Yesterday, as I walked along the pathway to my house, I spotted an orange spider creating a web right in front of me. She produced the web from her belly, a wondrous thread of possibility. She inspired me to examine how I was manifesting creativity in my own life. Yes, I write a blog, do daily journalling, take photographs and paint occastionally, but how can creatvity infuse my life. I marvel at the full-time artists in my life, how they view their entire world through the lens of art, of seeing unique ways of connecting experiences. Just like the spider. All day and night long, she weaves intricate webs as a matter-of-fact task. I wonder whether when the web is finished, the spider spends a few moments to revel in her creation. I certainly do.
Perhaps the key to a creative life is to simply engage in it everyday whether profound ideas arrive or not. So, I take my inspiration from that orange spider, to just keep making my own webs, my own art as a daily practice. Some of the results will be banal yet some of them will be brilliant. It is both the product –and the process– in which the magic is found. From deep within my belly lies the words, objects, activities and images that connect my personal experience with the universe.
Anger has such deliciousness, it’s burning breath cleansing what’s stuck deep within me. Anger is a powerful, often too forceful, way to set my boundaries, to let the world know what are my bottom lines. Although I have long struggled to befriend and observe my own versions of anger, recent events have forced me into a closer relationship with it. A young person in my life has been suffering from neglect and abuse which of course incenses me. I have spent many hours in meditation and sacred space to transmute this anger into something more palatable to me like compassion. Still, anger rises up in me, heating up my core — and it feels good. In the rapture of outrage, I realize that it is the clinging to anger that harms. When I allow the energy to course through me and out, then I feel lighter and expanded energetically. This is indeed the healing potential of anger.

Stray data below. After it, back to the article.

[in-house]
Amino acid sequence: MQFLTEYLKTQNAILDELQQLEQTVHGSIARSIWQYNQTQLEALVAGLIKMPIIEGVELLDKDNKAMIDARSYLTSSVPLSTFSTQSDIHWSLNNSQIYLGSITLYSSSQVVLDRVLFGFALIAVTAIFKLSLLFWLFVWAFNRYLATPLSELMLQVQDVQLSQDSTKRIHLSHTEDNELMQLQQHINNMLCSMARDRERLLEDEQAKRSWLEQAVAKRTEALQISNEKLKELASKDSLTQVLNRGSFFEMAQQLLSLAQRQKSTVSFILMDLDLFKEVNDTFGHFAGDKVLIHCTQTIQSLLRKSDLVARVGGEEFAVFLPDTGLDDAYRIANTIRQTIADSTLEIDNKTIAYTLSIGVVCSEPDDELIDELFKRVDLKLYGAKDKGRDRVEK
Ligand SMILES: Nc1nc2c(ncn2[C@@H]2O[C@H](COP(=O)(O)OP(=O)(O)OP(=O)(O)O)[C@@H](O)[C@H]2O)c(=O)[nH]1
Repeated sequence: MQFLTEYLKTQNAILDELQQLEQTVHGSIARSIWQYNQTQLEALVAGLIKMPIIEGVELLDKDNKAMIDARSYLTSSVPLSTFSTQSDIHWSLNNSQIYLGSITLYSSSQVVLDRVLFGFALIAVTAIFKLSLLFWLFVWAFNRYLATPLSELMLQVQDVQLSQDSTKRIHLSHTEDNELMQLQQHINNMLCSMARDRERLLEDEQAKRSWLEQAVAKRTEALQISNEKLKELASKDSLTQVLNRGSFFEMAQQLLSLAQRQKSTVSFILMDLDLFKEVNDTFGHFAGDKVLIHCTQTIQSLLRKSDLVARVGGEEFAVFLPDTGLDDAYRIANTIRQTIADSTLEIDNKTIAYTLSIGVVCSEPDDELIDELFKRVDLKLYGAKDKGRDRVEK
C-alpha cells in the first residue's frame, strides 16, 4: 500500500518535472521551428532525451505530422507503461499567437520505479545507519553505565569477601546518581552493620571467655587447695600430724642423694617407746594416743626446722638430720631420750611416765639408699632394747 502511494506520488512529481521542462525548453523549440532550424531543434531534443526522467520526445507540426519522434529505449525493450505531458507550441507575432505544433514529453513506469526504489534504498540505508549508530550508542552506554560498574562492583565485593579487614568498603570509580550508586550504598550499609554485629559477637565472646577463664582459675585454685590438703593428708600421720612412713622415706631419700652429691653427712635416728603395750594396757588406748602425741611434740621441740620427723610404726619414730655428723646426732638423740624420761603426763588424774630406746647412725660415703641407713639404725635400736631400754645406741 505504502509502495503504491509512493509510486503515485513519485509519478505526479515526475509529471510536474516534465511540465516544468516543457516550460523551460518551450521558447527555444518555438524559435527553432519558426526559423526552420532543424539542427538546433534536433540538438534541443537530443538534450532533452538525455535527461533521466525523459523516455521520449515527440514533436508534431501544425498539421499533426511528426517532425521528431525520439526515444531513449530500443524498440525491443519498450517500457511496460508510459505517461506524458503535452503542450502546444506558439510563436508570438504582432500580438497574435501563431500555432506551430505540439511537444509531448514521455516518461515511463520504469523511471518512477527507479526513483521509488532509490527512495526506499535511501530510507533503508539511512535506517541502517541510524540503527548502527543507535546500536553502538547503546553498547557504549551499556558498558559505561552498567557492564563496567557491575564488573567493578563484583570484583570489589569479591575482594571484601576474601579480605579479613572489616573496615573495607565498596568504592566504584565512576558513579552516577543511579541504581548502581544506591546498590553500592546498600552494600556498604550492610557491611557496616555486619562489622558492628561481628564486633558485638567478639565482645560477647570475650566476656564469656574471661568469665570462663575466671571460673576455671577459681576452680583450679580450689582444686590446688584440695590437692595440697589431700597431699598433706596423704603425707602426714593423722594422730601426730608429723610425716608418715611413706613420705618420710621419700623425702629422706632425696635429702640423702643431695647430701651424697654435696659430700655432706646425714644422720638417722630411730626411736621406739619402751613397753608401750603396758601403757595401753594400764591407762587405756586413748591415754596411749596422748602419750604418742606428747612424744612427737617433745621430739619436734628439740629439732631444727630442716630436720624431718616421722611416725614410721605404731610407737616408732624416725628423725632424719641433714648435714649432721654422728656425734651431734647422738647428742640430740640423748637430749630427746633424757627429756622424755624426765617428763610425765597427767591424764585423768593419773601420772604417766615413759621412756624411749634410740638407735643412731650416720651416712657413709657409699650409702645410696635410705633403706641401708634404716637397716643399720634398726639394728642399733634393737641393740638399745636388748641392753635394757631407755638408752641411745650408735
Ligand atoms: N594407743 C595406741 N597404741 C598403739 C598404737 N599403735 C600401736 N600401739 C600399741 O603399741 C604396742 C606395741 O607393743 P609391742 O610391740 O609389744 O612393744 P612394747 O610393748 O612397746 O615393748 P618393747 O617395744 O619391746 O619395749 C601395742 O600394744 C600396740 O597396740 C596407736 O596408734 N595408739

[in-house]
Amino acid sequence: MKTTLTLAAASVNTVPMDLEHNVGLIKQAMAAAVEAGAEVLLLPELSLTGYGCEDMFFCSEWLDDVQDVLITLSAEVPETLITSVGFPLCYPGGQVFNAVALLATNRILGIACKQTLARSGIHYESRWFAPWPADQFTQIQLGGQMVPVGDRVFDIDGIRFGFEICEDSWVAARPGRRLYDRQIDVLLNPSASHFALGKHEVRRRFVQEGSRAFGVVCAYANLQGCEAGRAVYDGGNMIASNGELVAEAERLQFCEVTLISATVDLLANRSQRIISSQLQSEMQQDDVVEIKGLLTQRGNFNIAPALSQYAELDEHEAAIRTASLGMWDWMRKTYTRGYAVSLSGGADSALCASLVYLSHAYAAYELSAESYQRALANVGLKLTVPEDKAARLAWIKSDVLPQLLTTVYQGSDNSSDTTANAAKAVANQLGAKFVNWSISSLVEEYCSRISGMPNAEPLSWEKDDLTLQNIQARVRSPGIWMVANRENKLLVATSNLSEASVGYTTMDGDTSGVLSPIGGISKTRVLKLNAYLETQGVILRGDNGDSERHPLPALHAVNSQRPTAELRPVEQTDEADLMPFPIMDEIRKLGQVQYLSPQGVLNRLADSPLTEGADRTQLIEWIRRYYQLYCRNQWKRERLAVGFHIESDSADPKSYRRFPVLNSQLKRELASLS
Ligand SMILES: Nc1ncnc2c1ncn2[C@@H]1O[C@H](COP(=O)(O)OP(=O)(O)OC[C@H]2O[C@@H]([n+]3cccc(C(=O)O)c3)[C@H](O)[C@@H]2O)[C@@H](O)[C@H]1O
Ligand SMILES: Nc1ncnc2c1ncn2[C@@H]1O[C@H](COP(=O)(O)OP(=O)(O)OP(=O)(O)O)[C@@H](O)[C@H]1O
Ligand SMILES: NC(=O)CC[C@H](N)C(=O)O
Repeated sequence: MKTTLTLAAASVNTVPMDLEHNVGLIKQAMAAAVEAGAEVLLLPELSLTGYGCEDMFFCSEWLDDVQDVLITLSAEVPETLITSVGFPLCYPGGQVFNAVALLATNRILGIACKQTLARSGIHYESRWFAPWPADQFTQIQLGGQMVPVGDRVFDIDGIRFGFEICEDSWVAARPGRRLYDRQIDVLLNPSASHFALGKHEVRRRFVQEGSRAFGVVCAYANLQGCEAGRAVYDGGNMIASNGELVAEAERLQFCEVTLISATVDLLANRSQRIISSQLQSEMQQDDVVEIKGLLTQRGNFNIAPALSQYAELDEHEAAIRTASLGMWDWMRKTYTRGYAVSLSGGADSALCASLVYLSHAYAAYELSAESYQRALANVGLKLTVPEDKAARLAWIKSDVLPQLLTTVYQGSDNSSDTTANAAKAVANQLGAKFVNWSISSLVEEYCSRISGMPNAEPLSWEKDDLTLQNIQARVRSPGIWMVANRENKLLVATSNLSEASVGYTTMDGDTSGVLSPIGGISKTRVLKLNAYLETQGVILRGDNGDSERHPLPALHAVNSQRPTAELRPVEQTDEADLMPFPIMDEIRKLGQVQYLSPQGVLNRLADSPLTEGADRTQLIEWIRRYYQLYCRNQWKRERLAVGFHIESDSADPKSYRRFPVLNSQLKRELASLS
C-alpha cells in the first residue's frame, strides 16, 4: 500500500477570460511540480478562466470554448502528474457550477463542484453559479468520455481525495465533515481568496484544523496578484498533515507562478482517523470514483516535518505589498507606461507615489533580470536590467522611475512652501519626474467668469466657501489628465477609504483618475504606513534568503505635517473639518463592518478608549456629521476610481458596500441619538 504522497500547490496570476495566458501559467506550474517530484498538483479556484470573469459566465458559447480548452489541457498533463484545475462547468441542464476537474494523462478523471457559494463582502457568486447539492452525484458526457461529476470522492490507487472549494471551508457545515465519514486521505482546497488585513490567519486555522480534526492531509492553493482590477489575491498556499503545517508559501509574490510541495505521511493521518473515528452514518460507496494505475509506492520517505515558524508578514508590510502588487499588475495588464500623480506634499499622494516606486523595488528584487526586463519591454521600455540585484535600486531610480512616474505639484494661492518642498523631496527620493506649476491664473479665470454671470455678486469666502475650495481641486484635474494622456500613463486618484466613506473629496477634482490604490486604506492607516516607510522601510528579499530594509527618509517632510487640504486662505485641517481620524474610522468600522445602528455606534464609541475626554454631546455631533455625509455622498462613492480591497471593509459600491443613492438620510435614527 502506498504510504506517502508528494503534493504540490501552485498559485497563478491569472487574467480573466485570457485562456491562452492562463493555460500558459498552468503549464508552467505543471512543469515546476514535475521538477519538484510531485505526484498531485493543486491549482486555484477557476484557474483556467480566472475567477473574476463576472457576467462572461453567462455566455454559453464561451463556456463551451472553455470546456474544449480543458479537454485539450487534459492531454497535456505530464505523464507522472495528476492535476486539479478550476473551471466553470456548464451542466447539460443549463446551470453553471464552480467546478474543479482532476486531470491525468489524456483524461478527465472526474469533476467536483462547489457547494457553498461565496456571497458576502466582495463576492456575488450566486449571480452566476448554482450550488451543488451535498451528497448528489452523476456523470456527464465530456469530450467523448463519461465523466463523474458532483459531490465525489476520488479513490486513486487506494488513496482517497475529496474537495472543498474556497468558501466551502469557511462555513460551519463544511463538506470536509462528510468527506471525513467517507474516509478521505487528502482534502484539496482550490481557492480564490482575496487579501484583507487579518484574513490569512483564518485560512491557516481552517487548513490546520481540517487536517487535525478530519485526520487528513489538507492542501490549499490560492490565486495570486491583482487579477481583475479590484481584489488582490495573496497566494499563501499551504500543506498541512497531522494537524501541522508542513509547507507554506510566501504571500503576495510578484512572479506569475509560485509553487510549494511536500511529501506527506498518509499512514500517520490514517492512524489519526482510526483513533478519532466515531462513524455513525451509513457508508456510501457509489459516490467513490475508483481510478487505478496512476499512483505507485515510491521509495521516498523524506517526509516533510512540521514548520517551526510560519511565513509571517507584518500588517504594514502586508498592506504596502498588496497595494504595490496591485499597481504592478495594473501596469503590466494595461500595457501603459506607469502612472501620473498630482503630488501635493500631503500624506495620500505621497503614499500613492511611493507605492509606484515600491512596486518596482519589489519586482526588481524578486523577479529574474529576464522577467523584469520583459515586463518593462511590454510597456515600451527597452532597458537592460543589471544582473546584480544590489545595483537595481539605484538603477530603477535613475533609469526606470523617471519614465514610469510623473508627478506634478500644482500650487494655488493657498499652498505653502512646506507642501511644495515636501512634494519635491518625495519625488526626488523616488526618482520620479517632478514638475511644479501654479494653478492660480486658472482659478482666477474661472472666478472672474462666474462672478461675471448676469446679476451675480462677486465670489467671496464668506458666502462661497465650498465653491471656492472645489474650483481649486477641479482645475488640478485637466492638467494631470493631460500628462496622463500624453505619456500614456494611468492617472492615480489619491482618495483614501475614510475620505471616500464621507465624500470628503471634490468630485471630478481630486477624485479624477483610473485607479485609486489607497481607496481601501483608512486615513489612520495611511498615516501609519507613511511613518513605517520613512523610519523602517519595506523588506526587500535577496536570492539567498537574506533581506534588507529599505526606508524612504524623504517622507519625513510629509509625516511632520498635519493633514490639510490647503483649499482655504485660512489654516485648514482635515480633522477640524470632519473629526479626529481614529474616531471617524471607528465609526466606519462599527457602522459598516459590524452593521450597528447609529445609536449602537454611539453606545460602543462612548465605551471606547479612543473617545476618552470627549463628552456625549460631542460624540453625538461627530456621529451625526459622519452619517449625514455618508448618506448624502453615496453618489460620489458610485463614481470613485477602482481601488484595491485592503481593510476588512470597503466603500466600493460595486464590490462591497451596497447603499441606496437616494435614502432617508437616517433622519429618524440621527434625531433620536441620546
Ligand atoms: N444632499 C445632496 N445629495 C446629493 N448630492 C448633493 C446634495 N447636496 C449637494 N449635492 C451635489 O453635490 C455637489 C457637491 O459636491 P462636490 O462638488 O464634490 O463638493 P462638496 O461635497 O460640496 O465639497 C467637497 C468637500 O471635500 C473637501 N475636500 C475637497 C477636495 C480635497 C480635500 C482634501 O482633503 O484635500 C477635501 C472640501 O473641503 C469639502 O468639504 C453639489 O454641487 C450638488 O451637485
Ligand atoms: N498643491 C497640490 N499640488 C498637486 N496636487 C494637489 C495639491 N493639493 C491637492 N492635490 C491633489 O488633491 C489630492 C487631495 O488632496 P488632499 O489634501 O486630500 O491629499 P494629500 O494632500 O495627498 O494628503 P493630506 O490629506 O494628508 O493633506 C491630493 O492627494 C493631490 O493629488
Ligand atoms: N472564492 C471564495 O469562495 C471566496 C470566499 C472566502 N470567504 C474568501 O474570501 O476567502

After spending some time with my father and stepmother in Texas, I noticed how different I felt in the last few visits. I was more relaxed and happy throughout the entire time! In so many previous trips, I got lost in anger and hurt and all other kinds of drama. At some point in each previous visit, I swung between desperately wanting to leave and an abiding sadness over our impending separation. I begin arguments with them, to convince myself at once of wanting to leave and wanting their attention. I felt as though the orbit of my unresolved childhood feelings pulled me in with irresistible force.
Oh, how I craved that perfect loving relationship with my parents. How I wanted them to nurture me, support me, protect me and be there exactly when and how I needed them. I spent so many years silently wishing for all of this. It never happened.
So, in unconscious ways, I felt bitter about this unmet desire. Then, in meditation, appropriately enough while on retreat in Texas, a realization healed me. I decided to let go of my expectations, however reasonable, and just enjoy my father and stepmother’s company. I relinquished perceptions of old hurts over abandonment and imperfect love. I opened to the truth that this is the only moment in which to live and to enjoy. I finally chose to be free from the suffering of wanting my experiences to be different. I knew that I/my ego –not the people closest to me — had created my suffering. I felt weary enough of the pain and set it down.
I have even applied this approach to my much more complicated relationship with my mother. When I was 23 years old, my mother died suddenly. At first, I was convinced that I would never be able to heal the wounds between us. I felt utterly discouraged about the cruel ending that the universe provided. Yet that ending was actually an opening. My mother and I slowly began to communicate between worlds, and started to engage in healing. She became more nurturing and protective, and I became softer and more compassionate. Our relationship has healed beyond my hopes over these years of her physical absence.
Now, to be honest, I have played off-and-on with the suffering, but am now more aware of its contours. I get much less engaged with it, and am more immersed in my immediate experience. How joyful!
Well, I had taken a break from writing my blog while I enjoyed some rejuvenating time in Texas. Texas is such a fascinating land of contrasts between superficial and profound. There, junk food is elevated into an art form — deep-fried Twinkies and Frito pie anyone? At the same time, I am utterly charmed by the friendliness of the people. In many different contexts, I felt that strangers cared about my well-being, they took the time to really understand what I needed in the situation and offered genuine help. Despite the busy-ness of their lives, the Texans repeatedly impressed me with their compassion. While lost along the Gulf coast, a woman (in her gigantic Suburban) drove us to the restaurant we were trying to find. On many other occasions, people asked how I was in a way that invited a true and complete answer. Although there are certainly troubling aspects to the Texan way, I admire their sense of community.
My time in Texas inspired me to be more friendly and less reserved. I notice in Toronto how ‘nice’ people can be, but that we often lack friendliness. So, in this spirit of community, I will actually introduce myself to my new neighbours, and perhaps even try to start a conversation on the subway!